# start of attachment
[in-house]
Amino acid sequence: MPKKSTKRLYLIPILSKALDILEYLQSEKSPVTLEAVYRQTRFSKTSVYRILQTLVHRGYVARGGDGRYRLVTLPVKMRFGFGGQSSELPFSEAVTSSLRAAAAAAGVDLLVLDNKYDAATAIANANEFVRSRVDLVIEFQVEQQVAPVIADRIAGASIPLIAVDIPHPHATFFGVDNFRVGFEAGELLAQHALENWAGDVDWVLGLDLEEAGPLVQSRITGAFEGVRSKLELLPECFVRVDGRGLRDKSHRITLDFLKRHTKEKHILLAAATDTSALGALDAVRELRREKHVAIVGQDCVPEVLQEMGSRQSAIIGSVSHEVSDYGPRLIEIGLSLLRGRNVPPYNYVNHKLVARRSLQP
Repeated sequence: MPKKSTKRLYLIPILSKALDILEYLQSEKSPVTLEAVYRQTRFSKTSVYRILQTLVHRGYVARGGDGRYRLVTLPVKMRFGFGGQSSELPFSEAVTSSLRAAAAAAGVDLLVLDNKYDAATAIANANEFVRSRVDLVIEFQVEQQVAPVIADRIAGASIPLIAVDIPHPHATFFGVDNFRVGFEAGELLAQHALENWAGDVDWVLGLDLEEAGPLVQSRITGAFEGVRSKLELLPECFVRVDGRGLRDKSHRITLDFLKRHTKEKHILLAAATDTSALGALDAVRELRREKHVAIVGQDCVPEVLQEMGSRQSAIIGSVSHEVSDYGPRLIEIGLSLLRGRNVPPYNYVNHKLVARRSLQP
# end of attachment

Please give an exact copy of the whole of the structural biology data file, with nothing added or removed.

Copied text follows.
[in-house]
Amino acid sequence: MPKKSTKRLYLIPILSKALDILEYLQSEKSPVTLEAVYRQTRFSKTSVYRILQTLVHRGYVARGGDGRYRLVTLPVKMRFGFGGQSSELPFSEAVTSSLRAAAAAAGVDLLVLDNKYDAATAIANANEFVRSRVDLVIEFQVEQQVAPVIADRIAGASIPLIAVDIPHPHATFFGVDNFRVGFEAGELLAQHALENWAGDVDWVLGLDLEEAGPLVQSRITGAFEGVRSKLELLPECFVRVDGRGLRDKSHRITLDFLKRHTKEKHILLAAATDTSALGALDAVRELRREKHVAIVGQDCVPEVLQEMGSRQSAIIGSVSHEVSDYGPRLIEIGLSLLRGRNVPPYNYVNHKLVARRSLQP
Repeated sequence: MPKKSTKRLYLIPILSKALDILEYLQSEKSPVTLEAVYRQTRFSKTSVYRILQTLVHRGYVARGGDGRYRLVTLPVKMRFGFGGQSSELPFSEAVTSSLRAAAAAAGVDLLVLDNKYDAATAIANANEFVRSRVDLVIEFQVEQQVAPVIADRIAGASIPLIAVDIPHPHATFFGVDNFRVGFEAGELLAQHALENWAGDVDWVLGLDLEEAGPLVQSRITGAFEGVRSKLELLPECFVRVDGRGLRDKSHRITLDFLKRHTKEKHILLAAATDTSALGALDAVRELRREKHVAIVGQDCVPEVLQEMGSRQSAIIGSVSHEVSDYGPRLIEIGLSLLRGRNVPPYNYVNHKLVARRSLQP